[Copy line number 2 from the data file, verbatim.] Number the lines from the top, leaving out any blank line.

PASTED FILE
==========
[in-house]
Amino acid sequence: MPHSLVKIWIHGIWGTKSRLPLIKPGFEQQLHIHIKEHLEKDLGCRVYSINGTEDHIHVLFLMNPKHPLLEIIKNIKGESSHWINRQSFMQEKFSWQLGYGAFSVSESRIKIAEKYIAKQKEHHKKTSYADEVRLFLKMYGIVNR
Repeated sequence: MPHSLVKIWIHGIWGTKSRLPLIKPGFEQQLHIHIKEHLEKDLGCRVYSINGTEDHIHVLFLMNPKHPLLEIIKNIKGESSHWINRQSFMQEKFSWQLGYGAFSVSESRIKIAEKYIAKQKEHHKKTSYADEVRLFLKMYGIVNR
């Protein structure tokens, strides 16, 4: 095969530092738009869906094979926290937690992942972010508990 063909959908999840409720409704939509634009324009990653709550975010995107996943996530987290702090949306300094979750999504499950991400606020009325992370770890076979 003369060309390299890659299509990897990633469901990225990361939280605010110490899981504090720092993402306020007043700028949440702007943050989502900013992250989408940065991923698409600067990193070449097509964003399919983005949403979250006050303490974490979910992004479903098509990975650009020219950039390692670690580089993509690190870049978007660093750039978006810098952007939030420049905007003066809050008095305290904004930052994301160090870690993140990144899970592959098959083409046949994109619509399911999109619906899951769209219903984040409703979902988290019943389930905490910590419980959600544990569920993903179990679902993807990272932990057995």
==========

Amino acid sequence: MPHSLVKIWIHGIWGTKSRLPLIKPGFEQQLHIHIKEHLEKDLGCRVYSINGTEDHIHVLFLMNPKHPLLEIIKNIKGESSHWINRQSFMQEKFSWQLGYGAFSVSESRIKIAEKYIAKQKEHHKKTSYADEVRLFLKMYGIVNR